Veronica (Vintage Contemporaries) (Paperback)
Set mostly in Paris and Manhattan in the 1980's, Mary Gaitskill's novel is about a former fashion model, Alison (the narrator) and her friend, the eccentric Veronica. With gritty ("a pulled-back noisy face") and musical ("traffic knotted jewelry") prose Gaitskill creates a modern-day fairy tale: a story of friendship, family, illness, and love.
If you haven't read Mary Gaitskill before, this is a good place to start. One of the NYTBR's eleven best books of the year in 2005. Also, a National Book Award and National Book Critics' Circle Award Finalist. Dazzling and unforgettable!
~John— From John
A finalist for the National Book Award and National Book Critics Circle Award, here is an evocative novel about female friendship in the glittering 1980s.
Alison and Veronica meet amid the nocturnal glamour of 1980s New York: One is a young model stumbling away from the wreck of her career, the other an eccentric middle-aged office temp. Over the next twenty years their friendship will encompass narcissism and tenderness, exploitation and self-sacrifice, love and mortality. Moving seamlessly from present and past, casting a fierce yet compassionate eye on two eras and their fixations, the result is a work of timeless depth and moral power.
About the Author
Mary Gaitskill is the author of the story collections Bad Behavior, Because They Wanted To (nominated for a PEN/Faulkner Award), and Don’t Cry, and the novels The Mare, Veronica (nominated for a National Book Award) and Two Girls, Fat and Thin. She has received a Guggenheim Fellowship, and her work has appeared in The New Yorker, Harper’s, Esquire, The Best American Short Stories, and The O. Henry Prize Stories.
“Gatiskill is enormously gifted. . . . [Veronica] is a masterly examination of the relationship between surface and self, culture and fasion, time and memory." —The New York Times Book Review
"Gaitskill has written a novel that will leave you shaking and joyful simultaneously, dizzy with the proximity of private terror and bottomless hope." —O, The Oprah Magazine
“Twisted, beautiful, grotesque, graceful, and exceedingly well-executed. People write their whole lives in the hope of coming up with just one sentences that rises to the level of this book.” —The Sunday Oregonian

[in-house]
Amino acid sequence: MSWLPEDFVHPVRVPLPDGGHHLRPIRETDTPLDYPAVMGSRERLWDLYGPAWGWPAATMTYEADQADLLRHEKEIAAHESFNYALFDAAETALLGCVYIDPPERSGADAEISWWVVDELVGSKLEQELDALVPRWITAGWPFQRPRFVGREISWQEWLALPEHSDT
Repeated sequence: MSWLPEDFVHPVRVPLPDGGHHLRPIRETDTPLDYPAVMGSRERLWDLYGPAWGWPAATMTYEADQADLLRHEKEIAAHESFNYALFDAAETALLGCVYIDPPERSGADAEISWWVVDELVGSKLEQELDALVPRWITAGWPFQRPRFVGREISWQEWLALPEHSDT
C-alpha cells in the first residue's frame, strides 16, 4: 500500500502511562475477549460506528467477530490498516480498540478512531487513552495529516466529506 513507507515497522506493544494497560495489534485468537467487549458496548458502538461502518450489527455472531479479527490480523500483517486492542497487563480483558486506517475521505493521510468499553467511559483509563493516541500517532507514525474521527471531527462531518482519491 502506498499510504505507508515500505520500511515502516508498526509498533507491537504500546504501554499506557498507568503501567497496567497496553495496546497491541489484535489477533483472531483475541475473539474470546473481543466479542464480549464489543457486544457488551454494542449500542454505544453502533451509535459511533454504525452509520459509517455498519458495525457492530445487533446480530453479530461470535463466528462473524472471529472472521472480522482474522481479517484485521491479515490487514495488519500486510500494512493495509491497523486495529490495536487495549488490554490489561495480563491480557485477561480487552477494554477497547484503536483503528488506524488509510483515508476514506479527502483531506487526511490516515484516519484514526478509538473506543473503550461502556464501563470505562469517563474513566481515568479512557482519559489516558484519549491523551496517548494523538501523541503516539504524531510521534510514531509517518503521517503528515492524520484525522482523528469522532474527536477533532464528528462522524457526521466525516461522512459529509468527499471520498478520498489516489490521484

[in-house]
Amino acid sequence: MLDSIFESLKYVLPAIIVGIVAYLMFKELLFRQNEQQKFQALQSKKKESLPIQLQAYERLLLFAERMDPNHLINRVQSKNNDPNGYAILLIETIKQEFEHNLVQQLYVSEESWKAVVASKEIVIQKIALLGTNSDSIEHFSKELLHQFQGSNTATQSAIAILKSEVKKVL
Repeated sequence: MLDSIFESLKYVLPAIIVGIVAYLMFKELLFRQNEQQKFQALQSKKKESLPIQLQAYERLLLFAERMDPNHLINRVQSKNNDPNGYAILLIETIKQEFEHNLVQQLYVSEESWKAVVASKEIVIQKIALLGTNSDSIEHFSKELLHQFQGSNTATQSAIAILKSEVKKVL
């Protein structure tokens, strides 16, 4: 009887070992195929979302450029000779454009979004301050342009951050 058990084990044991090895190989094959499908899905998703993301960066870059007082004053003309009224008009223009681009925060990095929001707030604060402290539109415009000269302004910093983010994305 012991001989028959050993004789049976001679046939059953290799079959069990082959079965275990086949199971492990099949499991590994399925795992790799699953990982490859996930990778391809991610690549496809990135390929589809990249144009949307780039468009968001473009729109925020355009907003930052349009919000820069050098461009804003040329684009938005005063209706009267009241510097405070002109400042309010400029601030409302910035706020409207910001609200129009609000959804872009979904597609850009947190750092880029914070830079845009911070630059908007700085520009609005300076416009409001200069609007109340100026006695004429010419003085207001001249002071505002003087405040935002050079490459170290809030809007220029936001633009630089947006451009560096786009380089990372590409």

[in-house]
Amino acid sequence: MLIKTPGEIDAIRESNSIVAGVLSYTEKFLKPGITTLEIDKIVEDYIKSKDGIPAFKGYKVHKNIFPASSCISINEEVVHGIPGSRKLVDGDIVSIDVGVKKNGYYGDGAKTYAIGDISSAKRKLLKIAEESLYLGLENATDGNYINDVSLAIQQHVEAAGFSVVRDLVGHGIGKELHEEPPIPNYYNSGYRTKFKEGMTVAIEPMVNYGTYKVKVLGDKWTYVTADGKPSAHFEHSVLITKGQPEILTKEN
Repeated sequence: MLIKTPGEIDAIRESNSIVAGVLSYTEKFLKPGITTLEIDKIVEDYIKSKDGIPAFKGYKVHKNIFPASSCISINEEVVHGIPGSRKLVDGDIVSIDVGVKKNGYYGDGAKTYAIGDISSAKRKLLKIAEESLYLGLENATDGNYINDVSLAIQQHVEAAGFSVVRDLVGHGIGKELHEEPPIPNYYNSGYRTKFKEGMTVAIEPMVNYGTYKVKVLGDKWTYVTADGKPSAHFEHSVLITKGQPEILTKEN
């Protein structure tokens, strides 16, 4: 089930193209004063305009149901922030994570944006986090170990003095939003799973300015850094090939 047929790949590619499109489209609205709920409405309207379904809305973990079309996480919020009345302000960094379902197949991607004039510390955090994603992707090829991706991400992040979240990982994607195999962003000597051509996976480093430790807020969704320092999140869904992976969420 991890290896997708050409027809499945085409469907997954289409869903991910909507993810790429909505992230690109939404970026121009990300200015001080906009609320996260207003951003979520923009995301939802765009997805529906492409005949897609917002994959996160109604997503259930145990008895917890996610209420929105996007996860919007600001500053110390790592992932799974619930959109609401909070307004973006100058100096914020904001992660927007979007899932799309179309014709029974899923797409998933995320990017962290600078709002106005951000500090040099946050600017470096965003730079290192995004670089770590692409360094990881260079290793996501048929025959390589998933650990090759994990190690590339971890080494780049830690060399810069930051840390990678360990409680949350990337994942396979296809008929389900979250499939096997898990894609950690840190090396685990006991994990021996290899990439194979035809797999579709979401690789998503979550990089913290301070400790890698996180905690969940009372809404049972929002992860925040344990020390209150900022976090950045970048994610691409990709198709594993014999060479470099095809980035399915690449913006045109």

“Gaitskill taps into a deeper vein of emotional force, and with vivid language and an absorbing architecture, she delivers her most affecting, sophisticated work to date.” —The Boston Globe
“Beautiful, devastating. . . . Gaitskill devotes almost religious attention to language and to our failure to make our lives as grand as the art we love. There are paragraphs like poems in Veronica that lure you back, over and over.” —Elle
"Gaitskill writes so radiantly about violent self-loathing that the very incongruousness of her language has shocking power." —Janet Maslin, The New York Times
"Sensuous and precise. . . . Veronica captures the nexus between the erotic glamour [of the 1980's] and its epic heartlessness." —Entertainment Weekly
"Gaitskill writes from the gut . . . [Her] characters bleed, sweat, cry, and they experience sadness, anger and love as much as a physical sensation as an emotion." —San Francisco Chronicle
"Gaitskill's style is gorgeously caustic . . . Her ability to capture abstract feelings and sensations with a prescise and unexpected metaphor is a squirmy delight to encounter in such abundance." —Heidi Julavits, Pubishers Weekly
“[Veronica] creates an atmosphere, provokes a response, and suffuses us with an emotion that we can easily, all too easily, summon up. It's art that you can continue to see even with your eyes closed." —Francine Prose, Slate